Drawn from an extensive two-decade longitudinal survey of American families, Succeeding Generations traces a representative group of America's children from their early years through young adulthood. It evaluates the many background factors that are most influential in determining how much education children will obtain, whether or not they will become teen parents, and how economically active they will be when they reach their twenties. Succeeding Generations demonstrates how our children's future has been placed at risk by social and economic conditions such as fractured families, a troubled economy, rising poverty rates, and neighborhood erosion. The authors also pinpoint some significant causes of children's later success, emphasizing the importance of parents' education and, despite the apparent loss of time spent with children, the generally positive influence of maternal employment. Haveman and Wolfe supplement their research with a comprehensive review of the many debates among economists, sociologists, developmental psychologists, and other experts on how best to improve the lot of America's children.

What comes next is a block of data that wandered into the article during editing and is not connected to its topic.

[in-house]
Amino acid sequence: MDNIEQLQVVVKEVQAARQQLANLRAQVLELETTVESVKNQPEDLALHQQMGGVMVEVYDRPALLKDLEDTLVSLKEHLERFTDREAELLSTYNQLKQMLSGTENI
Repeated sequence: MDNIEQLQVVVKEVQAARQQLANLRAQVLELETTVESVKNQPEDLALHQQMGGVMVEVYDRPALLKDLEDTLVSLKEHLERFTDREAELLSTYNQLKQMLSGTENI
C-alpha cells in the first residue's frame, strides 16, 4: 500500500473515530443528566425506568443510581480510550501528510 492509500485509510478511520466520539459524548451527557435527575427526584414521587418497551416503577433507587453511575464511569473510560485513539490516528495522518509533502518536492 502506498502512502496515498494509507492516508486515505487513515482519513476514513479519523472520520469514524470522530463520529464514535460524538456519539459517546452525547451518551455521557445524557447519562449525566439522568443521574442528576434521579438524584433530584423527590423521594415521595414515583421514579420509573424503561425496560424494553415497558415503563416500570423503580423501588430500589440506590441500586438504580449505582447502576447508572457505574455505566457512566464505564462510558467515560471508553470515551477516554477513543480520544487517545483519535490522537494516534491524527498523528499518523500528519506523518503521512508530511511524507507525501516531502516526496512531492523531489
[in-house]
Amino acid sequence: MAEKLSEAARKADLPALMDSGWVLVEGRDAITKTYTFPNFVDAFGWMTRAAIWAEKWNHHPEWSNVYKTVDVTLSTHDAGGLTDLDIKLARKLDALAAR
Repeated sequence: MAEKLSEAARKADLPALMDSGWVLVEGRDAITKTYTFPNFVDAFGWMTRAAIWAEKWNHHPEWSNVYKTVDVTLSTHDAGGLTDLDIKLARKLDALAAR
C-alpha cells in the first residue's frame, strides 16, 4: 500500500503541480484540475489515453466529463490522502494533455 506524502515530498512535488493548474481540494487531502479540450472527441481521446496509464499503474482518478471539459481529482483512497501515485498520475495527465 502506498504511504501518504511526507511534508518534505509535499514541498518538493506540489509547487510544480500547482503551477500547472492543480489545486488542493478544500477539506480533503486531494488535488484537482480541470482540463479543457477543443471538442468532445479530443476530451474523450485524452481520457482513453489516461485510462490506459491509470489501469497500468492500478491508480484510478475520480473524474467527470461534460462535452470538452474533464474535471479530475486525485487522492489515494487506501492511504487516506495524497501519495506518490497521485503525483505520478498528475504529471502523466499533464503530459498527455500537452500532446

"A state-of-the-art investigation of the determinants of children's success in the United States....Clearly written, highly readable, and compelling."—Contemporary Sociology
"Haveman and Wolfe are professors of economics who bring sophisticated statistical and econometric techniques to the analysis of the economic and educational success of children as they progress into young adulthood."—Choice
"This study is one of the most comprehensive of its kind, in part because the researchers collected detailed information about a wide range of children each year for more than two decades." —Wisconsin State Journal
"The research at the core of this book addresses critically important questions in social science...an important contribution to the literature." —Robert Plotnick, University of Washington